What is trauma?
Trauma can be quite a loaded word, it means different things to different people. When talking about trauma with regards to mental health, it refers to a stressful event that exceeds one’s ability to cope (whether that’s our physical, psychological, social, or spiritual coping skills). This means our experience of a traumatic event is inherently personal; each person’s interpretation of stress and capacity to cope is different than everyone else’s, and our coping capacities change over time. A trauma can happen directly to you, be something that you witnessed, or even something that you heard about.
Trauma reactions can be physical, cognitive (in thought processes), emotional, or psychological. They are diverse, they can be intense, confusing, or debilitating. Common reactions to a trauma include feelings of helplessness, a diminished sense of self, or feeling keyed-up and tense. Other common reactions include fatigue, explosive, or diminish your ability to feel a full range of emotions. Sometimes trauma reactions disconnect the mind from the body, create a desire to isolate from others, create feelings of confusion, or cause anxiety.
Are there different types of trauma?
When we talk about trauma, we can think about trauma as being direct, or indirect. When we experience a direct trauma, the traumatic event directly happened to us. When we talk about indirect trauma that typically means we were exposed to the trauma by learning about it afterwards or from someone else.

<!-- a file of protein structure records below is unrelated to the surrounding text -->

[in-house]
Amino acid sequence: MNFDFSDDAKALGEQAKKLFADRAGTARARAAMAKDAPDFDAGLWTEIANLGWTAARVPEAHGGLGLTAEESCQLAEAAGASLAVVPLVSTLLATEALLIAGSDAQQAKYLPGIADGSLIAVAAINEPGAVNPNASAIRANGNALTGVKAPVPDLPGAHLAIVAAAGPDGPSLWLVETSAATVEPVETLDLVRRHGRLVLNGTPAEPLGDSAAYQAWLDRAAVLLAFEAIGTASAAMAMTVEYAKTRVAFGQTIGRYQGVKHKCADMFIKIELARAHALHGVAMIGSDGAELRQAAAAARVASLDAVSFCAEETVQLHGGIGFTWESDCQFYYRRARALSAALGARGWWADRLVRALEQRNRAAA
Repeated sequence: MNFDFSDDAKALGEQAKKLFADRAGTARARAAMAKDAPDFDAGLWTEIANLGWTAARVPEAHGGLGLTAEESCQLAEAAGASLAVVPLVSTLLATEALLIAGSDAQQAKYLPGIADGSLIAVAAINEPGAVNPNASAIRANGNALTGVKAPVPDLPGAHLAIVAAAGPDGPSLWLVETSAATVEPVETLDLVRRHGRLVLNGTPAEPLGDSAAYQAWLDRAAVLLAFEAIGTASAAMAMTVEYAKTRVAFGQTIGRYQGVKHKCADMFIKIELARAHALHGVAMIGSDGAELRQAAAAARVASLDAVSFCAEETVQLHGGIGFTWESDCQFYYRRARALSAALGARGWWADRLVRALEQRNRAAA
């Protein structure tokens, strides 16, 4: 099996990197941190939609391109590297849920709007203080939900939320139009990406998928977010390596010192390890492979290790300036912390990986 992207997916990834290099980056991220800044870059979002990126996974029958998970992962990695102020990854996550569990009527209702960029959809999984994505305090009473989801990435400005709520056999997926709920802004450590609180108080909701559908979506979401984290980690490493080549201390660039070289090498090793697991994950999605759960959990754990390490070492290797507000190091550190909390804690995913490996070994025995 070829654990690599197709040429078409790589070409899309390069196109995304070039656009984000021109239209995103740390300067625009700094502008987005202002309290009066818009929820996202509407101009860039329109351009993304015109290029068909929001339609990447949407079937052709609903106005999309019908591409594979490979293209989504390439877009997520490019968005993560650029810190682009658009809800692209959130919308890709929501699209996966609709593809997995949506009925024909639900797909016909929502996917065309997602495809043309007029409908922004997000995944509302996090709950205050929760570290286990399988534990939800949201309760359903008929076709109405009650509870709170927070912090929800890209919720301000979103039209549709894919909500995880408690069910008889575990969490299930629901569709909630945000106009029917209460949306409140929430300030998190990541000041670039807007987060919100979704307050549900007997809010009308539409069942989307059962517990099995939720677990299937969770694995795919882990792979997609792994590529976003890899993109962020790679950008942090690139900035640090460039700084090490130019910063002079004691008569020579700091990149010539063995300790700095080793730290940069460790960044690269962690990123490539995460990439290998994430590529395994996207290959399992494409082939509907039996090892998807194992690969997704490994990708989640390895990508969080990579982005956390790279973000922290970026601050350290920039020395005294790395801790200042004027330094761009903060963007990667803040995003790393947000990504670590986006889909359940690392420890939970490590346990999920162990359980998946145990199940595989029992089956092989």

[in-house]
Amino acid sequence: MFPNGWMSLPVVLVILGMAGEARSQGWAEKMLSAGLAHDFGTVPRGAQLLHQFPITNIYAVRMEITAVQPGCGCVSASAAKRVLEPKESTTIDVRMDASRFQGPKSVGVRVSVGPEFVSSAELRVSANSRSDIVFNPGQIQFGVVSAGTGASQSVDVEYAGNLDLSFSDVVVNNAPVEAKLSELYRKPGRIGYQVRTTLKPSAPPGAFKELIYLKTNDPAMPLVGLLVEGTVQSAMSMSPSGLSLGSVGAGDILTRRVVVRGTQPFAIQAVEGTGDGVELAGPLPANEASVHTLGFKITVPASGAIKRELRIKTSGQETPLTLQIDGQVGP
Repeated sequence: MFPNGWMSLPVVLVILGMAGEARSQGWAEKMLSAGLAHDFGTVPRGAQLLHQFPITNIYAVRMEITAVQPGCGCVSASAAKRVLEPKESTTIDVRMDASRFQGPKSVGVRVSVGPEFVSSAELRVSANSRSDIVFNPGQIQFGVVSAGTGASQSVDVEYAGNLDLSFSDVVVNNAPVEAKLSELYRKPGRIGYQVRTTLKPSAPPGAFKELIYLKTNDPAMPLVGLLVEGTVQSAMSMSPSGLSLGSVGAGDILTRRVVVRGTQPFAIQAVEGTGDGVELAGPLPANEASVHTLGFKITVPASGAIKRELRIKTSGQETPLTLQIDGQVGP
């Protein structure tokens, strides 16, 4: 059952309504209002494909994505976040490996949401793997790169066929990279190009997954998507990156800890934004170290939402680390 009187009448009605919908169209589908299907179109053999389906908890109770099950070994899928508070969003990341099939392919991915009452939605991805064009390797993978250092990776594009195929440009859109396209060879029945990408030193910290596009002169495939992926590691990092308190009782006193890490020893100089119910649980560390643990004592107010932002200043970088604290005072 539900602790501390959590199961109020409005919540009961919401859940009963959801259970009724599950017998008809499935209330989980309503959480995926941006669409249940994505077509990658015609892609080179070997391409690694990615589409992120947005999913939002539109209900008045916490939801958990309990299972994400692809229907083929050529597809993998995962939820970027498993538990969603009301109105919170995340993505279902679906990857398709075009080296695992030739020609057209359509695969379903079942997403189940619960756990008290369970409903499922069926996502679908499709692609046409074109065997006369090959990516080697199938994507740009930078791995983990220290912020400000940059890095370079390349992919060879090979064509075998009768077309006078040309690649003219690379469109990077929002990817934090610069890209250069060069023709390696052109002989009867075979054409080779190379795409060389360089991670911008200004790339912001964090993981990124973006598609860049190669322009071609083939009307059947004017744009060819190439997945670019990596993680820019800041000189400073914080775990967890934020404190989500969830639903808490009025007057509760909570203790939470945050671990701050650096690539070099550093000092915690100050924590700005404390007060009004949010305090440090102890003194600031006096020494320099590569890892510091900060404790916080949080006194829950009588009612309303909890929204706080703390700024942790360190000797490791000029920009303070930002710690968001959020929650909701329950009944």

There are all sorts of direct traumas. A surgery can be a type of trauma, and it is not uncommon after a surgery to experience a brief depressive episode. Witnessing a cyclist getting hit by a car in downtown Portland can be traumatic. Experiencing an act of sexual assault or violence can also be traumatic. Any stressful event that happens to you and overwhelms your ability to cope is a direct trauma.
Likewise, there are all sorts of types of indirect trauma (this is also commonly referred to as secondary trauma.) When a loved one tells us a harrowing story that happened to them, that can be traumatic. Reading about a nasty incident happening on the MAX in Portland can be traumatic. It is common in the medical field for doctors, nurses, therapists, and other health professionals to experience secondary trauma because the people they treat have been exposed to trauma. In some ways, trauma can be a communal response to a tragedy that has happened to someone within our community.
Are trauma reactions always the result of a singular event?
Traumatic reactions may stem for a singular event, or from repeated exposure to multiple stressful events in our lifetimes. Sometimes we are exposed to one incredibly stressful event, and that may result in developing acute stress symptoms or trauma related disorders, like Post-Traumatic Stress Disorder (PTSD) or Adjustment Disorder.
Likewise, experiencing a number of stressful events throughout our lifetime can cause trauma reactions. Think about this like the proverbial straw that broke the camel’s back. Each of the stressful events in one’s lifetime on their own may not be traumatic, but the culmination of stressful events over time can in itself cause trauma reactions. This is often referred to as Complex Trauma.
What are the symptoms of trauma?